By Daniel Massey
An old feud between state Sen. Daniel Hevesi (D-Forest Hills) and Jeff Wiesenfeld, an aide to both Democratic and Republican politicians for many years, resurfaced this week after Wiesenfeld claimed he had influenced the redrawing of district lines to pit Hevesi against state Sen. Toby Stavisky (D-Flushing).
Wiesenfeld, who served as an aide to former Borough President Claire Shulman, former U.S. Sen. Alfonse D’Amato (R-N.Y.) and Gov. Pataki before retiring to the private sector, called Hevesi a “lightweight” and said he was working behind the scenes to oust the senator from his seat as the lines are redrawn for new legislative districts.
An angry Hevesi said the suggestion that Wiesenfeld had an impact on the current proposal to combine his district with Stavisky’s was preposterous.
“Mr. Wiesenfeld is a bitter and pathetic man whose total obsession with me is as bizarre as it is scary,” he said. Hevesi added that Wiesenfeld should “seek professional help to treat his uncontrollable anger.”
Weisenfeld’s allegations, first reported in Newsday Friday, were dismissed by members of the state Senate, who said census figures alone determined the drawing of the new senate lines.
“That’s silly,” said John McArdle, a spokesman for state Sen. Majority Leader Joseph Bruno (R-Saratoga Springs), upon hearing of Wiesenfeld’s claim. “[Redistricting] was based on demographic trends over the last 10 years as reflected by the census and the requirements, particularly in Queens, that we draw a seat to reflect the borough’s increasing Hispanic population.”
Noting that the new lines are preliminary and still subject to hearings, McArdle emphasized that Hevesi and Stavisky’s districts were grouped together solely because of demographics.
“That is what went into the lines,” he said. “That is what the process was. That is how redistricting is determined in Queens. There were no other influencing factors.”
In an interview with the Timesledger Monday, Wiesenfeld reiterated comments he made to Newsday last week that he was intent on avenging Hevesi’s 1999 actions against him during confirmation hearings for the City University of New York trusteeship he currently holds.
“He imported a central Queens conflict to Albany,” Wiesenfeld said of the Senate Finance Committee hearing where Hevesi questioned him extensively on reports he called blacks “savages,” made derogatory remarks about women and threatened the head of the state Democratic party. “He tried to defame me. He said I was not suited to be a CUNY trustee.”
Hevesi voted against Gov. George Pataki’s appointment of Wiesenfeld, a Queens College graduate, but was the only senator in the Republican-controlled body to do so. Wiesenfeld was confirmed to a term that expires June 30, 2006.
“I kept quiet. I held my peace. I established a reputation at CUNY with the knowledge that all things come to pass, including redistricting every 10 years,” the CUNY graduate said. “While I didn’t walk down doing street by street allocation, I definitely made my opinions known early on,” he said.
But calls to members of the state Senate, including the head of the redistricting committee and Queens’ two Republican state senators, failed to turn up anyone willing to admit they had heard from Wiesenfeld.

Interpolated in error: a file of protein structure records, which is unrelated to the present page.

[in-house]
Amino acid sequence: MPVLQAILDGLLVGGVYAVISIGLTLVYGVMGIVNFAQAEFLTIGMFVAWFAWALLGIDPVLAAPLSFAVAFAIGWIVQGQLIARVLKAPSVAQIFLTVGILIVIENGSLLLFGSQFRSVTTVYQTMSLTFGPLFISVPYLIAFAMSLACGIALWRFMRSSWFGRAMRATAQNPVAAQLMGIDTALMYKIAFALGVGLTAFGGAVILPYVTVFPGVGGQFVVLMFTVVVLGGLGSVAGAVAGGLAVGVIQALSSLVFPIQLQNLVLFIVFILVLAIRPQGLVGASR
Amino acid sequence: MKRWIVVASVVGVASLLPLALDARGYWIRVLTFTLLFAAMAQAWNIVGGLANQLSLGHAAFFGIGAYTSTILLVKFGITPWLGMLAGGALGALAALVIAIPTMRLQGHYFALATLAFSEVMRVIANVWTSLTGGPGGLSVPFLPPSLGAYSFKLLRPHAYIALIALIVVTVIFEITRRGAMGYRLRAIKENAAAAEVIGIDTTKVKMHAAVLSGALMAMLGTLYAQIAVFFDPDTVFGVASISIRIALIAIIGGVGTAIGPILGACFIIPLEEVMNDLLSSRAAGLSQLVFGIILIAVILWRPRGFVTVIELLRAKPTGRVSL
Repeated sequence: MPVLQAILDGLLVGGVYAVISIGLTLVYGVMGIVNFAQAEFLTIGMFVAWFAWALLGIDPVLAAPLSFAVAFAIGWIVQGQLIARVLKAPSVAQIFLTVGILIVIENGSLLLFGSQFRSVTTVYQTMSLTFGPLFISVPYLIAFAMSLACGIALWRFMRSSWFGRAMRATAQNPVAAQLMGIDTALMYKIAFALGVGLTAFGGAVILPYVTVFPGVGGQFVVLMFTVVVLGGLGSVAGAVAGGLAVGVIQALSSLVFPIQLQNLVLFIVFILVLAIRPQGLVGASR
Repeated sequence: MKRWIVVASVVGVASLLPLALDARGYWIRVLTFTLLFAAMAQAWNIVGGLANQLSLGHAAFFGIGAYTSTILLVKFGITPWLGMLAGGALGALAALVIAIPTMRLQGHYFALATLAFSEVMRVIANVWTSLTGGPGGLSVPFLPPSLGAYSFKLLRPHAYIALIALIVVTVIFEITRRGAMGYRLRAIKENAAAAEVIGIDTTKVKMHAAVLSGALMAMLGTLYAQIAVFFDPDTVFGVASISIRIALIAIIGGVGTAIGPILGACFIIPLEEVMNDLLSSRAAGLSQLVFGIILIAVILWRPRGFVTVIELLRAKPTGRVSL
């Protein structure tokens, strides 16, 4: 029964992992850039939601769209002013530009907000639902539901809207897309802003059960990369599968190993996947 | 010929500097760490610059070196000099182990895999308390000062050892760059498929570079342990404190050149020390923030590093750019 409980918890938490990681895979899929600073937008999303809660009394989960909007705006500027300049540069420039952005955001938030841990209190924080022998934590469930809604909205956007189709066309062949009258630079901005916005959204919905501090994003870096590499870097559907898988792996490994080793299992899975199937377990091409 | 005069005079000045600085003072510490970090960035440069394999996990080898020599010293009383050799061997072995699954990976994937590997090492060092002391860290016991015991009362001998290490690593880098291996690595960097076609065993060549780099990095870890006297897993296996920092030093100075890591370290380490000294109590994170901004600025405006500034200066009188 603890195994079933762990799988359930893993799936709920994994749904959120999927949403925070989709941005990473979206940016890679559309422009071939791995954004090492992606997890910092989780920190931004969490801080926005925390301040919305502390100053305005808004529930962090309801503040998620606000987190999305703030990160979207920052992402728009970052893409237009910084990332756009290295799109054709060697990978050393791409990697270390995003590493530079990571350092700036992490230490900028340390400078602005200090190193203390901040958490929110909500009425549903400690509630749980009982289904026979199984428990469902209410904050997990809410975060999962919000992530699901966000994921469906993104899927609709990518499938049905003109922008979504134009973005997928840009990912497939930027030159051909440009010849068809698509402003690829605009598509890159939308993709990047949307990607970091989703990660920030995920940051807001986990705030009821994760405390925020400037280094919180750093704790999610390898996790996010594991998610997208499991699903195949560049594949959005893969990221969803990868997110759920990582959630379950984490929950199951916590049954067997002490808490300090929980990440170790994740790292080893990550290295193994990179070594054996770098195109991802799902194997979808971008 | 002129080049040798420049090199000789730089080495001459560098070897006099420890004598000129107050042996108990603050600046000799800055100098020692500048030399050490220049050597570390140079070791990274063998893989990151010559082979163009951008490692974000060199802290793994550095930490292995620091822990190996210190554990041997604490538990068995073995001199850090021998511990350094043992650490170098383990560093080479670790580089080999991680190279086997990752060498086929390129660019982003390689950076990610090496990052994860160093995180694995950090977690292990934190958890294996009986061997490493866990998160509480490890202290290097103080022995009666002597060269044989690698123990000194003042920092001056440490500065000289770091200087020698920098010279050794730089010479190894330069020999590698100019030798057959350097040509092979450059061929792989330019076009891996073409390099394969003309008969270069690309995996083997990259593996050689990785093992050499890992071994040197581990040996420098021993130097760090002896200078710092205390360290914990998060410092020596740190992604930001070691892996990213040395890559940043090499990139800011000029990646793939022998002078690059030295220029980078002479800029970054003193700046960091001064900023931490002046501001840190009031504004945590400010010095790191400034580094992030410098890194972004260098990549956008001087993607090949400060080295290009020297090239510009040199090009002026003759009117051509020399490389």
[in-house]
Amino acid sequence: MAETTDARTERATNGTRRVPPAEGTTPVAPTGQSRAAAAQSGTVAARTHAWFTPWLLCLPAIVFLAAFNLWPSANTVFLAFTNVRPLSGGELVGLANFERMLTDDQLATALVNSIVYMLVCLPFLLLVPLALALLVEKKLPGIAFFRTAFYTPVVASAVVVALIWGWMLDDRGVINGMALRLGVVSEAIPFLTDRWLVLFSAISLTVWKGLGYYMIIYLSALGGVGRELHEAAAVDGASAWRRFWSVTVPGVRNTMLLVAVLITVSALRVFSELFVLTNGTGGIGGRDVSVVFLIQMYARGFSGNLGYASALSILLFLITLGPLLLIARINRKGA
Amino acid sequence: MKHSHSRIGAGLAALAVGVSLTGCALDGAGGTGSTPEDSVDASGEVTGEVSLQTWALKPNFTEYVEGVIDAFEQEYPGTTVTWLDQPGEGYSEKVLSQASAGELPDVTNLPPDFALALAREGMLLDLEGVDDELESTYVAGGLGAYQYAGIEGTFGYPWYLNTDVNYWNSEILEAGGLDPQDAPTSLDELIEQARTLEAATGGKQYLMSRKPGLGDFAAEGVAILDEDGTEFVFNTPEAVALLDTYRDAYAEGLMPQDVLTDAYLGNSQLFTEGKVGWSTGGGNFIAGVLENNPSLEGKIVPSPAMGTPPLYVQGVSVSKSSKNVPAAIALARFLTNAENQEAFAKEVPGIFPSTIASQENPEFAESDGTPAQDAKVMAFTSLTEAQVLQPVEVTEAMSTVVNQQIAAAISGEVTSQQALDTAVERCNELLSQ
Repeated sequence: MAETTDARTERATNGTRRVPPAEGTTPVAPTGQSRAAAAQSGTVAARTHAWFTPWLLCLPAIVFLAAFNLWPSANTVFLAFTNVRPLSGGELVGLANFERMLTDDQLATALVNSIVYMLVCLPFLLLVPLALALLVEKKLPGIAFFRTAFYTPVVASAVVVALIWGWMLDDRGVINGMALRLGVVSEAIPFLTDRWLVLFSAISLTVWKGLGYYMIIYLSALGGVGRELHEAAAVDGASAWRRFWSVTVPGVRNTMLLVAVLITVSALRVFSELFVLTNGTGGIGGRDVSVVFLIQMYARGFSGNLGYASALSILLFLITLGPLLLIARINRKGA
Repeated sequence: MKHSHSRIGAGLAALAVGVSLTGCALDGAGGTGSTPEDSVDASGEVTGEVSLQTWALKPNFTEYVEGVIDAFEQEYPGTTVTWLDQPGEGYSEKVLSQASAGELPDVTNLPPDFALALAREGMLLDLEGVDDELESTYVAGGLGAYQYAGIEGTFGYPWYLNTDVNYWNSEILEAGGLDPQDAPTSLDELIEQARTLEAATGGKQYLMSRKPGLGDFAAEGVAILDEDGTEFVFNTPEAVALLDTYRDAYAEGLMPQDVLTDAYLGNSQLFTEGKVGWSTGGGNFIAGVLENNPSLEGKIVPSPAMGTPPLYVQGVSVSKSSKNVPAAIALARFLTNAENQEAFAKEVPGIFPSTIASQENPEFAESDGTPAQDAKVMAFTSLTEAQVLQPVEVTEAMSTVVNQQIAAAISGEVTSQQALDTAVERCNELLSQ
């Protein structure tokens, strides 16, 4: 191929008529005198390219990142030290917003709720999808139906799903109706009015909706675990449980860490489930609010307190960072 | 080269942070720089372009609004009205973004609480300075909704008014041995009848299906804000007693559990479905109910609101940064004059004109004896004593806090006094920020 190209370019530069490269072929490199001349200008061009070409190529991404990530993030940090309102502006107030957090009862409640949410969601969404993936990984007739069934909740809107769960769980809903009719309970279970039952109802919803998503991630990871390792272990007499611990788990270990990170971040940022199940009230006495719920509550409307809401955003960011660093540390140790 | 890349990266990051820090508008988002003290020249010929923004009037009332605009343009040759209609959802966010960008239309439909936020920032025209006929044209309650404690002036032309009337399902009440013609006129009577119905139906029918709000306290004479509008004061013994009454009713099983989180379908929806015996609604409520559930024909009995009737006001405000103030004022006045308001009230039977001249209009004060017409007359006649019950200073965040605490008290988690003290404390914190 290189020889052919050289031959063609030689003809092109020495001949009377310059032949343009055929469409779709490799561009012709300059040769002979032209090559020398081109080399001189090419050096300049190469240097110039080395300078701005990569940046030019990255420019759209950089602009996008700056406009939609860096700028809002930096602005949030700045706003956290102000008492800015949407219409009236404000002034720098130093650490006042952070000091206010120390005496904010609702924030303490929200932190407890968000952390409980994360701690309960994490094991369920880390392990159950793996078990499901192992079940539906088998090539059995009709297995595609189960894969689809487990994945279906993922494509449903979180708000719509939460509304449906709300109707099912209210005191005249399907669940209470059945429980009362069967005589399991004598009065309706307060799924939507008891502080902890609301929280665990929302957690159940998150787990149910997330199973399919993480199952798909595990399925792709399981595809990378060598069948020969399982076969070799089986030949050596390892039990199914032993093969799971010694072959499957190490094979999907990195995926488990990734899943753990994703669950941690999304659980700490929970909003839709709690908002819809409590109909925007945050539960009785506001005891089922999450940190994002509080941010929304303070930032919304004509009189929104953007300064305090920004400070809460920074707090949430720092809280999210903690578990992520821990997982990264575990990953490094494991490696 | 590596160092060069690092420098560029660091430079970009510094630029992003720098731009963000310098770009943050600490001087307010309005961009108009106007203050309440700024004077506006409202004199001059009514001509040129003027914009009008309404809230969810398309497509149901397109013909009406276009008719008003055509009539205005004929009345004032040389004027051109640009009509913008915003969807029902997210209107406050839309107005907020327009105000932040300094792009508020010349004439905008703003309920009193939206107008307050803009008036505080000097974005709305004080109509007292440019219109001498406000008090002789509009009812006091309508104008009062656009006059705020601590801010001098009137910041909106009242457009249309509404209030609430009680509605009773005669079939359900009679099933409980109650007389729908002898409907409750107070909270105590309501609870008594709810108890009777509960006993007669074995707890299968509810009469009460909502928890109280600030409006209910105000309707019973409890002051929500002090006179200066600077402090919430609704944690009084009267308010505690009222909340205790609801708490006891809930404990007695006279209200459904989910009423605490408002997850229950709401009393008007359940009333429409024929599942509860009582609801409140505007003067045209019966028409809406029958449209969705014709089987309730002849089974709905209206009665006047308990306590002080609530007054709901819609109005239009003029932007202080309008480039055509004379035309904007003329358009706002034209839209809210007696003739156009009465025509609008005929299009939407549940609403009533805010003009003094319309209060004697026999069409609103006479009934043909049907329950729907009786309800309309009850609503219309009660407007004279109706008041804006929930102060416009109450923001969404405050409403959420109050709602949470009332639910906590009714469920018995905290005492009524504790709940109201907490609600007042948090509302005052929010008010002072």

Tom Dunham, a spokesman for state Sen. Dean Skelos (R-Long Island), co-chairman of the Legislative Committee on Research and Reapportionment, said the senator “had no contact with Wiesenfeld during the drafting of the lines.”
And John Gallagher, a spokesman for state Sen. Frank Padavan (R-Bellerose), said “the senator has no knowledge of Mr. Wiesenfeld’s role in any redistricting plan.”
State Sen. Serphin Maltese (R-Glendale) said he read the Newsday story “with some surprise.” Wiesenfeld had made no overtures to him, he said.
“As one of two majority senators in Queens, he never contacted me in any way,” he said. “I don’t know how much the personal opinion of someone outside the legislative process, what kind of effect that can have,” he said.
Harry Giannoulis, a spokesman for Stavisky, who could be directly affected by the proposed redistricting, said “we’re unaware of any of those issues and we have no comment.”
Wiesenfeld refused to say which politicians he had called about the Hevesi redistricting plan.
But he did say he was not the only person working to oust Hevesi. “Let me assure you that I’m by far and away not the only individual who has spoken out against his continued presence up there (Albany),” he said. “Rest assured there are many up there.”
Queens Democratic insiders said Wiesenfeld, who worked for D’Amato from 1991-94 before becoming a senior Pataki aide, still wields some power in Albany. But they could not say whether he was influential enough to sway the redistricting process.
Animosity between Hevesi and Wiesenfeld predates the 1999 CUNY hearings and stretches back to include Hevesi’s father, former Comptroller Alan Hevesi. Daniel Hevesi acknowledged this family feud during the June 1999 CUNY hearing, but said at the time he opposed Wiesenfeld’s nomination because he did not have the character to sit on the board.
Wiesenfeld, a former resident of Rego Park, founded the First New York Conservative Democratic Club of Forest Hills, but later switched over to the Republican Party. There was “always sniping” between his club and the Hevesis’ club, Wiesenfeld said.
Wiesenfeld also once blamed Liberal Democrats such as Alan Hevesi for helping David Dinkins defeat his former boss, Ed Koch, in the 1989 mayoral primary.
Adam Kramer contributed to this story.
Reach reporter Daniel Massey be e-mail at Timesledger@aol.com or call 229-0300, Ext. 156.